One of the most famous objects found at the Roman town of Silchester, not far from Reading, is a meticulously sculpted bronze eagle.
Whilst this proud bird stands at just 15cm tall, and misses both its wings, it has loomed large in our national consciousness ever since its excavation in the 19th century.
In this blog, learn the story behind the Silchester eagle. Read about the discovery of this remarkable object, the significance of eagles in imperial Rome and military standards, and how this mighty bird continues to capture our imagination today.
In ancient Rome, the eagle was known as the king of birds. It was a symbol of imperial power, and therefore represented courage, strength and immortality.
Most famously, the eagle, or aquila, featured on the standard of the Roman Legions. The standard bearer, the Aquilifer, would carry the eagle into battle. This was a hugely prestigious position within the Roman Legion.
The eagle was found in the Basilica, the public meeting place, in the centre of the Roman town of Calleva Artebatum. It was found on the 9th October 1866 during excavations by Rev J. G. Joyce. Rev Joyce was the rector of Stratfield Saye, and was very interested in archaeology. He excavated at the site from 1864 to 1878 and recorded his work with fine illustrations in his three-volume journal.
Joyce thought that he had found a great legionary eagle, buried in debris when the Basilica was destroyed. Maybe it was hidden for safekeeping?
Today, we believe the eagle was actually part of an official civilian statue, and ended its life as a piece of scrap waiting to be melted down.
Made in the 2nd century AD by a skilled craftsperson, the eagle is posed with its head raised and turned to the right. It would have had outstretched wings. The careful modelling of the feathers on the body suggests that the wings must have been extended and raised. In 1962, Jocelyn Toynbee described the eagle as ‘by far the most superbly naturalistic rendering of any bird or beast as yet yielded by Roman Britain’.
The eagle was repaired during its lifetime, when replacement wings and probably new feet were fitted. It was then damaged again when it lost its wings and suffered damage to its replacement feet.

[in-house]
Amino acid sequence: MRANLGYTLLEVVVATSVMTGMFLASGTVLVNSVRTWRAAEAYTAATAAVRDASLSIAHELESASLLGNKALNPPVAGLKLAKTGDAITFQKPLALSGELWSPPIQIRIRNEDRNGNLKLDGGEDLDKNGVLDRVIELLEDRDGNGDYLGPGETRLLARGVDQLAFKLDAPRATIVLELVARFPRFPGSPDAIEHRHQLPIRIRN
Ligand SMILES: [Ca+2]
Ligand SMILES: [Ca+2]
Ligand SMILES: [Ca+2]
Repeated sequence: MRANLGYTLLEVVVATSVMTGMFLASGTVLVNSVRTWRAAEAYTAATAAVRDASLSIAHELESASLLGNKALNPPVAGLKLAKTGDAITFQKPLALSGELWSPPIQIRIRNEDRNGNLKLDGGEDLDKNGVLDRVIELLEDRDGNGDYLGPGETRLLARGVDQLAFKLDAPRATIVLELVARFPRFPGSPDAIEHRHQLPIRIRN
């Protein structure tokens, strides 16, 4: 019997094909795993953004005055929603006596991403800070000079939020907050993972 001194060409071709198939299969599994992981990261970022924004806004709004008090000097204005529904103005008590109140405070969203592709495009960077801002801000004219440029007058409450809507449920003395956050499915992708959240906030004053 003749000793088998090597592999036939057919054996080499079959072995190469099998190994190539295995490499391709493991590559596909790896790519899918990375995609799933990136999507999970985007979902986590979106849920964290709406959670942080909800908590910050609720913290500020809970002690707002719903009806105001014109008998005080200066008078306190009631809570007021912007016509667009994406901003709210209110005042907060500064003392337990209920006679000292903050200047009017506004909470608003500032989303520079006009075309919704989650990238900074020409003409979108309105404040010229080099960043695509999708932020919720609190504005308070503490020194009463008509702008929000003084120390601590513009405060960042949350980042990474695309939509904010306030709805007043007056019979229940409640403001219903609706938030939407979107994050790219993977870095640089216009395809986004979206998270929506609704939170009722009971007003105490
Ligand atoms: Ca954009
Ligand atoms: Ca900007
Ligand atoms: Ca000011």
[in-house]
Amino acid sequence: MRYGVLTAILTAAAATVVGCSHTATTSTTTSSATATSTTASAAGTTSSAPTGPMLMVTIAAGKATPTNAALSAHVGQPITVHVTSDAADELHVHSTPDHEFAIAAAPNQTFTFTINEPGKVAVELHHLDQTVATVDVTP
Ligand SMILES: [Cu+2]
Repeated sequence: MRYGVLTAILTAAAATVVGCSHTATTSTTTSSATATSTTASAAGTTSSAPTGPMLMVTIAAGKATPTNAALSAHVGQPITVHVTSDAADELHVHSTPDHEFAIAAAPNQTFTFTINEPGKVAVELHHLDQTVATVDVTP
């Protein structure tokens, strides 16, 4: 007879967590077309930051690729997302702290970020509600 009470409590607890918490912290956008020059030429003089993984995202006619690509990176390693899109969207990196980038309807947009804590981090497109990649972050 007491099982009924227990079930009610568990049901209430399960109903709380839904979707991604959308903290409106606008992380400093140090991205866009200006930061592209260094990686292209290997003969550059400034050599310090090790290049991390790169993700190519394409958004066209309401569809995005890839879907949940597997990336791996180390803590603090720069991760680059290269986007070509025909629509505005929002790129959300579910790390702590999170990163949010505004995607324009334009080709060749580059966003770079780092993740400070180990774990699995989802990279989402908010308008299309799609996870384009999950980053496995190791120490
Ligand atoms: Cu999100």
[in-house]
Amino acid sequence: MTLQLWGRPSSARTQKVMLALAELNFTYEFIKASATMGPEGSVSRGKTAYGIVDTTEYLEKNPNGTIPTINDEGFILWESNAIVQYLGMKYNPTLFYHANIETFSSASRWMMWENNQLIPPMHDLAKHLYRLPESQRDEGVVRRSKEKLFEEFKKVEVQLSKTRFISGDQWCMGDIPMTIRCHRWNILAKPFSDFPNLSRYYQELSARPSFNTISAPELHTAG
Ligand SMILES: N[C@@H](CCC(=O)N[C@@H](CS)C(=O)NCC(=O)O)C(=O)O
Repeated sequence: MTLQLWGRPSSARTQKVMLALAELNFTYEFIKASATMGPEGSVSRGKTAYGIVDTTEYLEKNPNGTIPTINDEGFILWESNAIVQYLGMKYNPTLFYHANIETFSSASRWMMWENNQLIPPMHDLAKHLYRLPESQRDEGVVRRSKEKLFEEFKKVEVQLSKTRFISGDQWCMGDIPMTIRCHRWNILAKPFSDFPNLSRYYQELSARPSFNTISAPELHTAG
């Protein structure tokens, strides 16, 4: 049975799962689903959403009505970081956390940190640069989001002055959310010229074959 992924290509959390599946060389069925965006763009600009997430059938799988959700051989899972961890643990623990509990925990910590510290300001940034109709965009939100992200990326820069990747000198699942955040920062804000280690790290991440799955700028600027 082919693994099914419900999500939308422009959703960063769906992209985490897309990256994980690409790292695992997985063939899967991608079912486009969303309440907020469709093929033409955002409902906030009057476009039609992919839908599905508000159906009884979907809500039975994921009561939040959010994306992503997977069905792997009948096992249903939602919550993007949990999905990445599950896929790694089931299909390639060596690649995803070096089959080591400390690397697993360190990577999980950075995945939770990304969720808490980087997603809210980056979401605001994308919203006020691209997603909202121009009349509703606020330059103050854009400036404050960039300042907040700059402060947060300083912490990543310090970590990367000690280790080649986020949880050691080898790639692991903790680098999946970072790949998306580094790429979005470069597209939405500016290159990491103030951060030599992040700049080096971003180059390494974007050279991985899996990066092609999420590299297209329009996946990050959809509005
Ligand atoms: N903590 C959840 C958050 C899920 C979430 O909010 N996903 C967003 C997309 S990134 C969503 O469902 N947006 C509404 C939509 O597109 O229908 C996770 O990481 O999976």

The curve of the underside of the feet suggests that the eagle’s claws once grasped a globe, probably held in the hand of a statue of an emperor or a god, like Jupiter (the god of the sky, within whose grasp the eagle would have surely found its natural home).
The Silchester eagle was a significant inspiration behind Rosemary Sutcliff's popular children’s books The Eagle of the Ninth and The Silver Branch.
The books focus on the mysterious disappearance of the Ninth Legion (Legio IX Hispana), who vanished from Roman records after 120AD. Sutcliff imagines what would have happened when the Legion's eagle was lost. This is because the loss of an eagle was of enormous importance in Imperial Rome. It represented not just the defeat of a Legion, but of Rome itself. When eagles were captured by enemy forces, bloody battles would be fought to regain them.
Whilst we don't know what happened to the Ninth Legion, we do have thorough records about the movement of Legions and Auxiliary units across the Roman province of Britannia. We know about these activities from inscriptions (like the Vindolanda tablets) and later histories.
To learn more about the Silchester Eagle and the astonishing history of the Roman town at Silchester, come and explore the Silchester Gallery at Reading Museum! The eagle stands proudly on exhibit, alongside many other artefacts and displays chronicling the history of the town and the wider context of Roman Britain in which it was so important.
The eagle was purchased by Reading Museum from the Duke of Wellington in 1980 with generous support from Victoria and Albert Museum Purchase Grant Fund and the Art Fund. It is on display in the Silchester Gallery.
Toynbee, J.M.C. (1962) Art in Roman Britain